Finally, this paper is intended to help you grow as a writer. Few psychology classes give you the chance to write papers and receive feedback on your work. This class will! We will give you extensive feedback on your first few paper in terms of content, spelling, and grammar. You will even be able to revise aspects of Paper I and include them in future papers (most notably Papers III and V). My hope is that you craft a paper that could be submitted to an empirical journal. Thus readers may be familiar with APA style but not your specific topic. Your job is to educate them on the topic and make sure they understand how your study design advances the field of psychology.

In fact, your final paper in this class (Paper V), might be read by another professor at FIU and not your instructor / lab assistant. Write your paper for that reader – the one who may know NOTHING about your topic and your specific study.

Note: The plagiarism limit for this paper is 30% (though this excludes any overlap your paper might have with regard to citations, references, and the hypotheses). Make sure your paper falls under 30% (or 35% if including predictions).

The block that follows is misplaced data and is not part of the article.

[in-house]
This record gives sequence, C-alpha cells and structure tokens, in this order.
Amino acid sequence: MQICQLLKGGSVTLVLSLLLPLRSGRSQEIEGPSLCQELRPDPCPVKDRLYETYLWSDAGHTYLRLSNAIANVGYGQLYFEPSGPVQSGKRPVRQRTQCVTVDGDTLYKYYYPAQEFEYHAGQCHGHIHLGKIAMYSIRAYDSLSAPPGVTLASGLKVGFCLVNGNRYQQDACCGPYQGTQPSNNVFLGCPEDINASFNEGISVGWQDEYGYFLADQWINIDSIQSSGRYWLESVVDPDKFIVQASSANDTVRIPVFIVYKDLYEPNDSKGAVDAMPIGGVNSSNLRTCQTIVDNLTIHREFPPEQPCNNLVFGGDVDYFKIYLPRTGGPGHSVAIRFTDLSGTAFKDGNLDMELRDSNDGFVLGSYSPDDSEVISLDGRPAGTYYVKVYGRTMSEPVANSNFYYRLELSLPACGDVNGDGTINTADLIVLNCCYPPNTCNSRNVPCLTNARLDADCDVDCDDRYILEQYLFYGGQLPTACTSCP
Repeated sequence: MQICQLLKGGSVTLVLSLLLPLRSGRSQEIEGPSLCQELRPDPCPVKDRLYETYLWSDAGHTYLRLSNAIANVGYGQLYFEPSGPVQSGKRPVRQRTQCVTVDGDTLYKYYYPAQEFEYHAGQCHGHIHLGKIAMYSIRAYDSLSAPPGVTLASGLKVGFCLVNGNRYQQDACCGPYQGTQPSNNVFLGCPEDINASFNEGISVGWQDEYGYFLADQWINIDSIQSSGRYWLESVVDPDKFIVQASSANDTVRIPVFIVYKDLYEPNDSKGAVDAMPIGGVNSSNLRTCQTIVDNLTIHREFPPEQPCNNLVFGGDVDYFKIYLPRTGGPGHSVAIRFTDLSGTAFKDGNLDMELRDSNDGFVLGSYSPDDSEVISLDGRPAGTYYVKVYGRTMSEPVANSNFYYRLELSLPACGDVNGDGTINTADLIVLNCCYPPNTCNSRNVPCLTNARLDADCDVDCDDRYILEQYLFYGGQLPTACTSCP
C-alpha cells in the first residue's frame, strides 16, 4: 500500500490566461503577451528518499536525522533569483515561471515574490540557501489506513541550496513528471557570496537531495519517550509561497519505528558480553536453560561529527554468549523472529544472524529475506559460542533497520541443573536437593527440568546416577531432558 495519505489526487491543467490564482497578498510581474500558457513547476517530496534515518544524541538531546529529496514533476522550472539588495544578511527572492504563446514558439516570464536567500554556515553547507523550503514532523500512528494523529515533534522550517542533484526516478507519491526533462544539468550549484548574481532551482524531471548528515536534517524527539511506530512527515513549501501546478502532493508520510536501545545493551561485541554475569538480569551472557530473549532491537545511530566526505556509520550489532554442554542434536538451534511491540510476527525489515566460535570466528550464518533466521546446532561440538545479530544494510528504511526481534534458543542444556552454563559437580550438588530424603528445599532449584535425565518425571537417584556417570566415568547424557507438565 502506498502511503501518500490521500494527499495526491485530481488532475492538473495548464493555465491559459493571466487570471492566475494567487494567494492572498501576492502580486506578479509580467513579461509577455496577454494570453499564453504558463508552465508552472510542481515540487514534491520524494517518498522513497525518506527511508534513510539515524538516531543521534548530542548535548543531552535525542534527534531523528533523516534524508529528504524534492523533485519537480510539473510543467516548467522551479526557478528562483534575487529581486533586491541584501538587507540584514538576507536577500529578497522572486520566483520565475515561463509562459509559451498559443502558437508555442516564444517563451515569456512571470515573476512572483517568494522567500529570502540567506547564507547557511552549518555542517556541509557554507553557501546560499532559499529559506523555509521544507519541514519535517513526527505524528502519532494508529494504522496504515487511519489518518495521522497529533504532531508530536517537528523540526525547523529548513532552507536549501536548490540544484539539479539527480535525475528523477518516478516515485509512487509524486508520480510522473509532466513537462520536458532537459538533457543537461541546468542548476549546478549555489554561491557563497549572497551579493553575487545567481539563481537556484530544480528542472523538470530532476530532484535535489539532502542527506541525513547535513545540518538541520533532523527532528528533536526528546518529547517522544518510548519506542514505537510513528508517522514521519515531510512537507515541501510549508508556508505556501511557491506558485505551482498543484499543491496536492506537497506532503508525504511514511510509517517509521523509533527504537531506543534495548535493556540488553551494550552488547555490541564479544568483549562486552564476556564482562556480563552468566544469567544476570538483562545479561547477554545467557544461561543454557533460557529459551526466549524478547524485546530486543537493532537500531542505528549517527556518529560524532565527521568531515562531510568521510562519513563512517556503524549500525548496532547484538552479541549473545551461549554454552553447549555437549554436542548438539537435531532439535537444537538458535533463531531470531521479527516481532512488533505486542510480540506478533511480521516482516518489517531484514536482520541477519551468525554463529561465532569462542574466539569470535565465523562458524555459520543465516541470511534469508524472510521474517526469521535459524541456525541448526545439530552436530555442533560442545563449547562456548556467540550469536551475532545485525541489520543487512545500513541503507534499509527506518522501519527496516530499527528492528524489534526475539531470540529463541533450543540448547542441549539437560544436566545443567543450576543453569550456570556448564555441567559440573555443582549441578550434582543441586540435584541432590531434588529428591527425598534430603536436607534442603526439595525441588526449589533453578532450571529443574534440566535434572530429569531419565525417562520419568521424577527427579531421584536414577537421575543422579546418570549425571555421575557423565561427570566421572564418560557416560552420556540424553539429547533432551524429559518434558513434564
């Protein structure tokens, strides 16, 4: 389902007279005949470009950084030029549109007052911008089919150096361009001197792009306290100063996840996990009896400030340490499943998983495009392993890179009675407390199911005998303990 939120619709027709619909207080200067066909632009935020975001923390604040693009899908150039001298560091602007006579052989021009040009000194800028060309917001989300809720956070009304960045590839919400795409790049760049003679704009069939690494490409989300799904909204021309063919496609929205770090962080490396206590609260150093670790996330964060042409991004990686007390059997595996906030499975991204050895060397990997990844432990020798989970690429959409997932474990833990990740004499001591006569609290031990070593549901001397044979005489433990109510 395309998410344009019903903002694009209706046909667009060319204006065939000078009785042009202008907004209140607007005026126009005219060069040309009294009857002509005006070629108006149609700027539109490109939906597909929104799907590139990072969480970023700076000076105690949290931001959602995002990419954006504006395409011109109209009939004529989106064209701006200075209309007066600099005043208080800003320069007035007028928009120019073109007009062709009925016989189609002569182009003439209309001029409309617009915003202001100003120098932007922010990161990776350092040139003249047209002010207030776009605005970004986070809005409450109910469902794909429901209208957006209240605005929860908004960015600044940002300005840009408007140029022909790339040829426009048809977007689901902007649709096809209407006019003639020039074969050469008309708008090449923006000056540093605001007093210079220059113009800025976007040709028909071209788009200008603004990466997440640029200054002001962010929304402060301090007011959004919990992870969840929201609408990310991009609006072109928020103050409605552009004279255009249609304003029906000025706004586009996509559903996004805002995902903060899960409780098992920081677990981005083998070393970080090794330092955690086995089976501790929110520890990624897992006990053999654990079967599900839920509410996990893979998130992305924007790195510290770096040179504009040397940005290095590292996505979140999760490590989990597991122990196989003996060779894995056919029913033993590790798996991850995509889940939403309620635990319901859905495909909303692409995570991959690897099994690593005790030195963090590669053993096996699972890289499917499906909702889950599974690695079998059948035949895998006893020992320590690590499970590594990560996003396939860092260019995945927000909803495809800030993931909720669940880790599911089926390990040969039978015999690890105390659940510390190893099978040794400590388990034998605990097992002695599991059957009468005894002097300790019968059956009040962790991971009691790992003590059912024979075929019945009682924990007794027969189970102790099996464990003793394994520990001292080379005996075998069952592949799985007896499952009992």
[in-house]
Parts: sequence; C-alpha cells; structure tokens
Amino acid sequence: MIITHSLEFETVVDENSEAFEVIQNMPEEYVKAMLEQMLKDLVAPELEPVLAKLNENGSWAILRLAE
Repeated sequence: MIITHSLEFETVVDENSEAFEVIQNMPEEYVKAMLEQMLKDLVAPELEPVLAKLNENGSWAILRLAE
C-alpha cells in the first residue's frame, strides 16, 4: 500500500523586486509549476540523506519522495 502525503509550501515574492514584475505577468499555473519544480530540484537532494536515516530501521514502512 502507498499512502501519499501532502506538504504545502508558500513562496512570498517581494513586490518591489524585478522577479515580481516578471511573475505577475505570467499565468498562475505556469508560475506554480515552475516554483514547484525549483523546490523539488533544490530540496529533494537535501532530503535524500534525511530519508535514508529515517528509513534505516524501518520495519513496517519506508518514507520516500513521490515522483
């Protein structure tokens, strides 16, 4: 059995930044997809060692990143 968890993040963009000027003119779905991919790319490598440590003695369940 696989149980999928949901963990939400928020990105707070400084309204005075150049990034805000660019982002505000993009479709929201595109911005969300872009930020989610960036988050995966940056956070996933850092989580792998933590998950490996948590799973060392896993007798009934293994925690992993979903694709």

Note: I am looking for 2.5 pages minimum with predictions.

Instructions for Paper I: Study One Literature Review (Worth 25 Points)

Students: Below are lengthy instructions on how to write your study one literature review. There is also a checklist document in Canvas, which I recommend you print out and “check off” before submitting your paper (we are sticklers for APA format, so make sure it is correct! We mark off if you have a misplaced “&”, so carefully review all of your work and use the checklist! It will help). Also look at the example paper in Canvas. It will show you what we expect.